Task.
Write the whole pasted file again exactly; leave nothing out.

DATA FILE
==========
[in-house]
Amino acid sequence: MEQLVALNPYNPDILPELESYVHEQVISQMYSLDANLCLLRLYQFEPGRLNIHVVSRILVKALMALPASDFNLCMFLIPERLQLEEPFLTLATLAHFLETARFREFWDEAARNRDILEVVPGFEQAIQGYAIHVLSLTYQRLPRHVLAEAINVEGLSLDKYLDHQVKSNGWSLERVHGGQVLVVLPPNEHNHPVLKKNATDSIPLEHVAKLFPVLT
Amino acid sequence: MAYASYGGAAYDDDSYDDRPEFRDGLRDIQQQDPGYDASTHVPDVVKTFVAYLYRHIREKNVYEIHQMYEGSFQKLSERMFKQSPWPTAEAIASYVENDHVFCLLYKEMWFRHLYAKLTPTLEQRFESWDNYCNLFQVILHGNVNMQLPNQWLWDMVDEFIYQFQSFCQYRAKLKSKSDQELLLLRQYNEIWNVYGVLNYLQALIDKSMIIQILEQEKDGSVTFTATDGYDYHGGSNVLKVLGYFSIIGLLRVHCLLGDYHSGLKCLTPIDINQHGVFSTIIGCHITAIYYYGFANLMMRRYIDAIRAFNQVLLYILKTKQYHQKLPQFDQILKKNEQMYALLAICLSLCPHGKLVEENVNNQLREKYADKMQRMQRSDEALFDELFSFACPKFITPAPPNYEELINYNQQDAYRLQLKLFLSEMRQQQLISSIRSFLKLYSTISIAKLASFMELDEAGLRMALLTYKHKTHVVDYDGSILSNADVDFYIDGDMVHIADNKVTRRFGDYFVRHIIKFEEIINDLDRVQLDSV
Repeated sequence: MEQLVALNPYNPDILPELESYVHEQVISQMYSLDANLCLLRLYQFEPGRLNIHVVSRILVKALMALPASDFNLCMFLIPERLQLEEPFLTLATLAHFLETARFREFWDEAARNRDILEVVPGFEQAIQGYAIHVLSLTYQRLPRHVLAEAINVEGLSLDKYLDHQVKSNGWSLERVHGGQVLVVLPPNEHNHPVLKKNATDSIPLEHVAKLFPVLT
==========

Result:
[in-house]
Amino acid sequence: MEQLVALNPYNPDILPELESYVHEQVISQMYSLDANLCLLRLYQFEPGRLNIHVVSRILVKALMALPASDFNLCMFLIPERLQLEEPFLTLATLAHFLETARFREFWDEAARNRDILEVVPGFEQAIQGYAIHVLSLTYQRLPRHVLAEAINVEGLSLDKYLDHQVKSNGWSLERVHGGQVLVVLPPNEHNHPVLKKNATDSIPLEHVAKLFPVLT
Amino acid sequence: MAYASYGGAAYDDDSYDDRPEFRDGLRDIQQQDPGYDASTHVPDVVKTFVAYLYRHIREKNVYEIHQMYEGSFQKLSERMFKQSPWPTAEAIASYVENDHVFCLLYKEMWFRHLYAKLTPTLEQRFESWDNYCNLFQVILHGNVNMQLPNQWLWDMVDEFIYQFQSFCQYRAKLKSKSDQELLLLRQYNEIWNVYGVLNYLQALIDKSMIIQILEQEKDGSVTFTATDGYDYHGGSNVLKVLGYFSIIGLLRVHCLLGDYHSGLKCLTPIDINQHGVFSTIIGCHITAIYYYGFANLMMRRYIDAIRAFNQVLLYILKTKQYHQKLPQFDQILKKNEQMYALLAICLSLCPHGKLVEENVNNQLREKYADKMQRMQRSDEALFDELFSFACPKFITPAPPNYEELINYNQQDAYRLQLKLFLSEMRQQQLISSIRSFLKLYSTISIAKLASFMELDEAGLRMALLTYKHKTHVVDYDGSILSNADVDFYIDGDMVHIADNKVTRRFGDYFVRHIIKFEEIINDLDRVQLDSV
Repeated sequence: MEQLVALNPYNPDILPELESYVHEQVISQMYSLDANLCLLRLYQFEPGRLNIHVVSRILVKALMALPASDFNLCMFLIPERLQLEEPFLTLATLAHFLETARFREFWDEAARNRDILEVVPGFEQAIQGYAIHVLSLTYQRLPRHVLAEAINVEGLSLDKYLDHQVKSNGWSLERVHGGQVLVVLPPNEHNHPVLKKNATDSIPLEHVAKLFPVLT